In France, driving a car with no license is nothing that will land you ing trouble. In fact, you can even get your own ride before you're legally licensed.
The VSP, voiture sans permis, (that literally means car without license) has a speed limit of just 28 mph, and anyone who is 14 years old or older can take it out for a spin.
The two-seater many though would be quickly banned still exists and is running strong with the aging populace. Most of these cars have seen much better days, but nowadays, the VSPs spotted on the roads in France are battered, peeling and ill-maintained. Many are passed down hand-to-hand, often to owners who don’t have a license.
The small vehicle is a cause of concern for many people, especially pedestrians. There is a dispute that people who have lost their licenses to speeding or negligent driving can easily buy the VSP and compromise safety of others. The counter-argument is that a lot of people without a car permit still drive and this small two-seater is a much safer option than the high-powered alternative.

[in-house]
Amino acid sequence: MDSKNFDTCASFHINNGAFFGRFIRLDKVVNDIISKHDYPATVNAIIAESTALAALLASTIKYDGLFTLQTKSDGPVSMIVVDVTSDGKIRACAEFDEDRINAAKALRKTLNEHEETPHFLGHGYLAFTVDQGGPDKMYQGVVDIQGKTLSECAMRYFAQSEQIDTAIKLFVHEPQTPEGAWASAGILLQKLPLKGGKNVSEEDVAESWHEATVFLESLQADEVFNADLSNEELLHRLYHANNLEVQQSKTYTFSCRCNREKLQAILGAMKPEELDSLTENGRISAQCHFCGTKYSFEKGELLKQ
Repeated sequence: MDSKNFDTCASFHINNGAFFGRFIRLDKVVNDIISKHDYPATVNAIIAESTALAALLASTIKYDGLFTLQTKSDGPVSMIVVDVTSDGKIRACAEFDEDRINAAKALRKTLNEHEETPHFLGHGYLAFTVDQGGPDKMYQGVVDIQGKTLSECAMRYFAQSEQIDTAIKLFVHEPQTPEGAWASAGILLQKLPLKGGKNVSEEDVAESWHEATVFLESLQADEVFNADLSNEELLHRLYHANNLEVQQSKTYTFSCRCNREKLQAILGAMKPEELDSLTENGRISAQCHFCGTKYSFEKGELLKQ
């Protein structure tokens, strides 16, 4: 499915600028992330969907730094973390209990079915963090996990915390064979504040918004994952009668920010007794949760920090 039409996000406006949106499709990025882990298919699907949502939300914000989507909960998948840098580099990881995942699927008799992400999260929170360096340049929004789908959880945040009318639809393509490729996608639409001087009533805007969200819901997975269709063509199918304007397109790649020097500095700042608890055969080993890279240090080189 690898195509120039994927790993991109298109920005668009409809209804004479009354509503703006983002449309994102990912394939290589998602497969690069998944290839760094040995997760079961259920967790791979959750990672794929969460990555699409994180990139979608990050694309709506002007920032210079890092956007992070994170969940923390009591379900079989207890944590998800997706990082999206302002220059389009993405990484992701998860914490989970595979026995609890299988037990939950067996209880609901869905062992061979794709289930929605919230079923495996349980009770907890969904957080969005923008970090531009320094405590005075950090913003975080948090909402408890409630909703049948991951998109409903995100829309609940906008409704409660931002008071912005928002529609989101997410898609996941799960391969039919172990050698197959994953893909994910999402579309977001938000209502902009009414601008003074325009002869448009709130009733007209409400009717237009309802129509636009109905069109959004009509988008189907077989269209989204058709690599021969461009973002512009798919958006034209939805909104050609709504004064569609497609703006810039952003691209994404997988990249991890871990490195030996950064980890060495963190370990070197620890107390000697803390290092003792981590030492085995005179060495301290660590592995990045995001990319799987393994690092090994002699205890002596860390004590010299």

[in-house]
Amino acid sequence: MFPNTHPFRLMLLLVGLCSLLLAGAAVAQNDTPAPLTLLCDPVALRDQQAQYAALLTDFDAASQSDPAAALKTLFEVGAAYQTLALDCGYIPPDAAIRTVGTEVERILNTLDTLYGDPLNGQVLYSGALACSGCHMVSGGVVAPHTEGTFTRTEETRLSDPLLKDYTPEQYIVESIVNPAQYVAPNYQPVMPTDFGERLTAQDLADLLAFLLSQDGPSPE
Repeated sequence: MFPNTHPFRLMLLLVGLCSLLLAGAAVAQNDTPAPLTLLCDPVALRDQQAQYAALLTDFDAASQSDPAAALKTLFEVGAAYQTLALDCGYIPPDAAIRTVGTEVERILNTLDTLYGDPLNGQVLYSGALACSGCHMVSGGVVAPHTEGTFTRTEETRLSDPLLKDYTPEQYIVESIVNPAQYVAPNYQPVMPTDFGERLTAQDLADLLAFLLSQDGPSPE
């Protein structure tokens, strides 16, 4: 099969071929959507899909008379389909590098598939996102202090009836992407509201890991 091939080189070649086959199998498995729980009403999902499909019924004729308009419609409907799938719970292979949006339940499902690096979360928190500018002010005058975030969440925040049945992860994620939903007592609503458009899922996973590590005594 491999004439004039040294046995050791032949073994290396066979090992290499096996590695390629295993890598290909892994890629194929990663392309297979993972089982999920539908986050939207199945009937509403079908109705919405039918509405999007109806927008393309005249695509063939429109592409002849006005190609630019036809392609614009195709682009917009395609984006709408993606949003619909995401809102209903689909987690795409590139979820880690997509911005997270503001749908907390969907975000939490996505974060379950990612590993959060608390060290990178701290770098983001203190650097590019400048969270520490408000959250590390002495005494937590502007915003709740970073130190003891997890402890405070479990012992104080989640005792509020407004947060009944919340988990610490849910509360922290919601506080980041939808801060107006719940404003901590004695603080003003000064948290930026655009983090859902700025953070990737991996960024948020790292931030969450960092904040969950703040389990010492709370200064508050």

This is quite odd if you consider France’s driving policies with that of Australia’s. In early 2015, the Australian government was considering a plan for cyclists to take out a license. Duncan Gay, the NSW Roads minister, announced an immediate need for a licensing system to prohibit bicyclists from breaking the law.
Although one can argue that bicycles cannot cause much harm other than to the riders themselves, the same does not hold true for an automobile, regardless of how slow it is.
There is a new generation of VSPs equipped with modern technology selling in France for ten thousand grands aimed at adolescents. The owner cannot take the vehicle to motorways but he also does not have to sit for any kind of practical exam before hitting the road.
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